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Control of the Endocrine Stress Response in Goldfish (Carassius auratus)

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Title: Control of the Endocrine Stress Response in Goldfish (Carassius auratus)
Author: Lim, Jan Edward
Department: Department of Integrative Biology
Program: Integrative Biology
Advisor: Bernier, Nicholas J.
Abstract: The purpose of this study was to obtain a deeper understanding the serotonergic control of the hypothalamic-pituitary-interrenal (HPI) stress axis and characterize a neuronal and behavioural response to a known stressor, using goldfish (Carassius auratus) as a model. The first part of this study investigated the serotonergic control of the HPI stress axis. In vivo injections of the serotonin (5-HT1A/7) receptor agonist 8-OH-DPAT resulted in significant and sustained increases in plasma cortisol without any changes in the mRNA abundance of brain corticotropin-releasing factor (CRF) and pituitary pro-opiomelanocortin or plasma adrenocorticotropic hormone levels. In vitro superfusion experiments of head kidney tissue showed that 5-HT can directly stimulate cortisol synthesis from the interrenals via several 5-HT receptor subtypes. Finally, double-labeling with anti-tyrosine hydroxylase and anti-5-HT revealed that the chromaffin cells of the head kidney contain 5-HT. The second part of the study investigated the goldfish response to a known stressor, the alarm pheromone. Alarm pheromone exposure resulted in an inhibition of movement and exploration and in suppression of neuronal activity in the pars parvocellularis of the nucleus preopticus, a brain region with extensive CRF immunolabelling. Overall, the results from this thesis suggest that in goldfish 5-HT may be involved in the paracrine regulation of cortisol secretion and that the CRF neurons of the pars parvocellularis play a role in mediating the stress response to alarm pheromones.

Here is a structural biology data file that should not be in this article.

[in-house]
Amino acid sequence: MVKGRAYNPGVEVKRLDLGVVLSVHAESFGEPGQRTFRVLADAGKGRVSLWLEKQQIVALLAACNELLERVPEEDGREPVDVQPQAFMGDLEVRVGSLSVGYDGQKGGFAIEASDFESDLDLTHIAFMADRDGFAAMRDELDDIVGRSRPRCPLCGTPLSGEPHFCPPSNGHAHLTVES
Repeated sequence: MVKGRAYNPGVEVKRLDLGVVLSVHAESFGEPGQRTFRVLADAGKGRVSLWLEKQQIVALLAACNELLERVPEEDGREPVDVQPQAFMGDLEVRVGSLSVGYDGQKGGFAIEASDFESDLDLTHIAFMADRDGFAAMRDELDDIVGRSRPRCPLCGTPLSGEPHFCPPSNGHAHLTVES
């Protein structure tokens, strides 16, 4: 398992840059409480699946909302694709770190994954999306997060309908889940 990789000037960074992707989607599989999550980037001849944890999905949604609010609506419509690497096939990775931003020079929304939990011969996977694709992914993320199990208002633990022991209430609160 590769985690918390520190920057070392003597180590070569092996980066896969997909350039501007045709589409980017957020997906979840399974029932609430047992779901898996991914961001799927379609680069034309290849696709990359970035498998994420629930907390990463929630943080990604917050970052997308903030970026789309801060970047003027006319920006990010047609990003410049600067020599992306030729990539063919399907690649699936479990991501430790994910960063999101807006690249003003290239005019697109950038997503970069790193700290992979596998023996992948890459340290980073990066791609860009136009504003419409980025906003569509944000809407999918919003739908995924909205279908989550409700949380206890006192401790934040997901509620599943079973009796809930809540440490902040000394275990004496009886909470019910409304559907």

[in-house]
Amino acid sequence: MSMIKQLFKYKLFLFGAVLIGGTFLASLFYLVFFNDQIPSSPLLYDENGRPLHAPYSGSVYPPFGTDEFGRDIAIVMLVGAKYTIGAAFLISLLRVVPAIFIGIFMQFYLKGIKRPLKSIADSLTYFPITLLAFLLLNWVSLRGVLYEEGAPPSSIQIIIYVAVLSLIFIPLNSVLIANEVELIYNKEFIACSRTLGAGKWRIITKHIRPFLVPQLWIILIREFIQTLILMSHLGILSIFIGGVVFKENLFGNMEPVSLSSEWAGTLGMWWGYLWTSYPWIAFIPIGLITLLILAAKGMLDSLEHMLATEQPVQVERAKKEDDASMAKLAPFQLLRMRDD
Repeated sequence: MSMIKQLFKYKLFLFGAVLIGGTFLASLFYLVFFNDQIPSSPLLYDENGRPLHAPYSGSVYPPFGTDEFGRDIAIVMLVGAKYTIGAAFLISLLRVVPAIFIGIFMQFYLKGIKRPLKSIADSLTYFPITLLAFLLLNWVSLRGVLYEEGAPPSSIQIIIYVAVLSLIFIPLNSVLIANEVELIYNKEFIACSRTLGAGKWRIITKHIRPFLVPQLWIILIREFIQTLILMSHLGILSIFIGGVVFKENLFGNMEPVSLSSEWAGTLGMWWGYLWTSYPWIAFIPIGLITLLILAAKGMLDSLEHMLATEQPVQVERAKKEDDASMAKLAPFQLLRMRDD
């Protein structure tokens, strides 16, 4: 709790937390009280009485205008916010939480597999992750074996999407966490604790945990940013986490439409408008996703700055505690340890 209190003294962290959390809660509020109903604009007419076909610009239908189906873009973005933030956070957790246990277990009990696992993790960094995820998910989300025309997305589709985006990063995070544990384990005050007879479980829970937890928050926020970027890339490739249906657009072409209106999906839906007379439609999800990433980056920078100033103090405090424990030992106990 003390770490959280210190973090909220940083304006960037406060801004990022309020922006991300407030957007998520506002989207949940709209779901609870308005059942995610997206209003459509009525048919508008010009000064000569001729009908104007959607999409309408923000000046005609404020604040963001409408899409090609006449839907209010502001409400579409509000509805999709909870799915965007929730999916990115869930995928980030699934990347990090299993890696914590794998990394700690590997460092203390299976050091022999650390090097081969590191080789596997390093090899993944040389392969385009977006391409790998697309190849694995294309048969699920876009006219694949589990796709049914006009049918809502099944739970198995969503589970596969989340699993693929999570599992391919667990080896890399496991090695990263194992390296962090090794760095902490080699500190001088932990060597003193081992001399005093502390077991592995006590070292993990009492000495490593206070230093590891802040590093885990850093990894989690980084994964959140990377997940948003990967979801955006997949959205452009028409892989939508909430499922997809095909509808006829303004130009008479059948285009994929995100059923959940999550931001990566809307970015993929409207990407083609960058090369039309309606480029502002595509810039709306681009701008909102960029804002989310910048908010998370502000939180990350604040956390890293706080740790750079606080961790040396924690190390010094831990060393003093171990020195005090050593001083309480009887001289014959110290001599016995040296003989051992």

Date: 2013-09
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